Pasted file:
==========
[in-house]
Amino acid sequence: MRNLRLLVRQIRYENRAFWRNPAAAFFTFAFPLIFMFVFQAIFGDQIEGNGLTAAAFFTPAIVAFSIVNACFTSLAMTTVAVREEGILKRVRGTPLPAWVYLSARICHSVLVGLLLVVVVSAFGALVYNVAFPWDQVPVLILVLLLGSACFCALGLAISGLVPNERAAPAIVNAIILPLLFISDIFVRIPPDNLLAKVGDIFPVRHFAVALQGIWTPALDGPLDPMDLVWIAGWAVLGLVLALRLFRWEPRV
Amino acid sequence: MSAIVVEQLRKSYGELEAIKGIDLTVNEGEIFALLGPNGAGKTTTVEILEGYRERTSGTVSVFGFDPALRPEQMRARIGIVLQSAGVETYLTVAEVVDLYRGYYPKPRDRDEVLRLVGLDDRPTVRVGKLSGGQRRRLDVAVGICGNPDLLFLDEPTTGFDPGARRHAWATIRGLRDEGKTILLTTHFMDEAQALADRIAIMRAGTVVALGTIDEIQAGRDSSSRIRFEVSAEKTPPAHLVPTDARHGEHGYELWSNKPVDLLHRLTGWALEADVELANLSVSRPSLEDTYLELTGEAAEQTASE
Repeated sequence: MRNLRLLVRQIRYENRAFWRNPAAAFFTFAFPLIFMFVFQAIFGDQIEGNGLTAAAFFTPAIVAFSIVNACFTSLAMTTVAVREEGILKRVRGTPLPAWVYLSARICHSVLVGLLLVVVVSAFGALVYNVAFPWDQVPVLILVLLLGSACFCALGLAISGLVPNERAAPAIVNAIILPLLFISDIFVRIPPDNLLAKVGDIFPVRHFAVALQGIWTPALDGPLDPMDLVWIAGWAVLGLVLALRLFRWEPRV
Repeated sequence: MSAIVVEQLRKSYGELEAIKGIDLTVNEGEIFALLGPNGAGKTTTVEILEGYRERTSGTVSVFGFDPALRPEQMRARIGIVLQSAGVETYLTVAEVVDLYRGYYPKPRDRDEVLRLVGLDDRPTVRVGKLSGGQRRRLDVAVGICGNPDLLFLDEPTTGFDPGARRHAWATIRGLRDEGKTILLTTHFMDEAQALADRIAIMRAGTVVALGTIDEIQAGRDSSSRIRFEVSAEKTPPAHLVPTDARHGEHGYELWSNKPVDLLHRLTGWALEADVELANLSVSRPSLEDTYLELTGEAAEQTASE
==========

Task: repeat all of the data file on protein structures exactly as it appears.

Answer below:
[in-house]
Amino acid sequence: MRNLRLLVRQIRYENRAFWRNPAAAFFTFAFPLIFMFVFQAIFGDQIEGNGLTAAAFFTPAIVAFSIVNACFTSLAMTTVAVREEGILKRVRGTPLPAWVYLSARICHSVLVGLLLVVVVSAFGALVYNVAFPWDQVPVLILVLLLGSACFCALGLAISGLVPNERAAPAIVNAIILPLLFISDIFVRIPPDNLLAKVGDIFPVRHFAVALQGIWTPALDGPLDPMDLVWIAGWAVLGLVLALRLFRWEPRV
Amino acid sequence: MSAIVVEQLRKSYGELEAIKGIDLTVNEGEIFALLGPNGAGKTTTVEILEGYRERTSGTVSVFGFDPALRPEQMRARIGIVLQSAGVETYLTVAEVVDLYRGYYPKPRDRDEVLRLVGLDDRPTVRVGKLSGGQRRRLDVAVGICGNPDLLFLDEPTTGFDPGARRHAWATIRGLRDEGKTILLTTHFMDEAQALADRIAIMRAGTVVALGTIDEIQAGRDSSSRIRFEVSAEKTPPAHLVPTDARHGEHGYELWSNKPVDLLHRLTGWALEADVELANLSVSRPSLEDTYLELTGEAAEQTASE
Repeated sequence: MRNLRLLVRQIRYENRAFWRNPAAAFFTFAFPLIFMFVFQAIFGDQIEGNGLTAAAFFTPAIVAFSIVNACFTSLAMTTVAVREEGILKRVRGTPLPAWVYLSARICHSVLVGLLLVVVVSAFGALVYNVAFPWDQVPVLILVLLLGSACFCALGLAISGLVPNERAAPAIVNAIILPLLFISDIFVRIPPDNLLAKVGDIFPVRHFAVALQGIWTPALDGPLDPMDLVWIAGWAVLGLVLALRLFRWEPRV
Repeated sequence: MSAIVVEQLRKSYGELEAIKGIDLTVNEGEIFALLGPNGAGKTTTVEILEGYRERTSGTVSVFGFDPALRPEQMRARIGIVLQSAGVETYLTVAEVVDLYRGYYPKPRDRDEVLRLVGLDDRPTVRVGKLSGGQRRRLDVAVGICGNPDLLFLDEPTTGFDPGARRHAWATIRGLRDEGKTILLTTHFMDEAQALADRIAIMRAGTVVALGTIDEIQAGRDSSSRIRFEVSAEKTPPAHLVPTDARHGEHGYELWSNKPVDLLHRLTGWALEADVELANLSVSRPSLEDTYLELTGEAAEQTASE